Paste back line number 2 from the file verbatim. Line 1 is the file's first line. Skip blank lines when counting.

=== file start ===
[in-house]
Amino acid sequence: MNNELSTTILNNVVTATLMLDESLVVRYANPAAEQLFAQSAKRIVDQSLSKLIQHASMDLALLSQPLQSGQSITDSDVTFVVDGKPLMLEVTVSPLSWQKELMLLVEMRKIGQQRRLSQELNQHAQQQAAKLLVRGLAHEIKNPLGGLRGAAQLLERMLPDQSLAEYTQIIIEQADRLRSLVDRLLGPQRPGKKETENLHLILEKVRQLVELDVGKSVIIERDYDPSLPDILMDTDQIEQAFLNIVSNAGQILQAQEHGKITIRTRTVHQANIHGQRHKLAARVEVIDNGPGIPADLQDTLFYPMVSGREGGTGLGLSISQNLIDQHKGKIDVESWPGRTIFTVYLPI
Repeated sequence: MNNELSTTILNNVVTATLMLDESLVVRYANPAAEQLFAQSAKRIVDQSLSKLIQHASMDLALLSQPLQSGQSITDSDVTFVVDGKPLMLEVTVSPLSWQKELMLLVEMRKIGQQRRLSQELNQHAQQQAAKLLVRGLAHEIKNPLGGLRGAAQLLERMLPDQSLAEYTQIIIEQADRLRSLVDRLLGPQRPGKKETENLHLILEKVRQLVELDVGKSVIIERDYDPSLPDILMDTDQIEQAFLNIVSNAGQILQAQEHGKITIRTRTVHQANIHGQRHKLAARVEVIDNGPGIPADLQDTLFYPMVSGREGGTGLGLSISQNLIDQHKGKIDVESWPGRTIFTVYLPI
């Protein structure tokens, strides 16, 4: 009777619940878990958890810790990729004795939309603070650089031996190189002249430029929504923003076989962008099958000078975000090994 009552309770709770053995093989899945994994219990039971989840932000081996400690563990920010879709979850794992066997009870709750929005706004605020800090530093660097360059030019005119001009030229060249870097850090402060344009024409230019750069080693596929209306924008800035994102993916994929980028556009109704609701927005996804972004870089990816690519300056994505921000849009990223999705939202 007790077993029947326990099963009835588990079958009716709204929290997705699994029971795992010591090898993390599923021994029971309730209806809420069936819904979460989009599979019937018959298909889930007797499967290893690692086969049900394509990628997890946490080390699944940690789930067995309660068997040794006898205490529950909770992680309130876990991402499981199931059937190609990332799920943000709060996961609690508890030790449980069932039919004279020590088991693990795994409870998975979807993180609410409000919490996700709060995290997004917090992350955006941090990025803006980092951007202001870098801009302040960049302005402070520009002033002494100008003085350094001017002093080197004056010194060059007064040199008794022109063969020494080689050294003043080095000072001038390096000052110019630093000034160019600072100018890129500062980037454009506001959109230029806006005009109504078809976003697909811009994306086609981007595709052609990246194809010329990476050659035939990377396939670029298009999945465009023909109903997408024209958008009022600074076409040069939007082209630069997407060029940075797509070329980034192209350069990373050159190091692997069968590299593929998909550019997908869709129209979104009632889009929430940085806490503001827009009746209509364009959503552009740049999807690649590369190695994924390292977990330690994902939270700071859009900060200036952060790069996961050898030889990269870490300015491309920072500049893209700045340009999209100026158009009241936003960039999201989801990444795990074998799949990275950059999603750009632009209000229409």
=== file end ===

Amino acid sequence: MNNELSTTILNNVVTATLMLDESLVVRYANPAAEQLFAQSAKRIVDQSLSKLIQHASMDLALLSQPLQSGQSITDSDVTFVVDGKPLMLEVTVSPLSWQKELMLLVEMRKIGQQRRLSQELNQHAQQQAAKLLVRGLAHEIKNPLGGLRGAAQLLERMLPDQSLAEYTQIIIEQADRLRSLVDRLLGPQRPGKKETENLHLILEKVRQLVELDVGKSVIIERDYDPSLPDILMDTDQIEQAFLNIVSNAGQILQAQEHGKITIRTRTVHQANIHGQRHKLAARVEVIDNGPGIPADLQDTLFYPMVSGREGGTGLGLSISQNLIDQHKGKIDVESWPGRTIFTVYLPI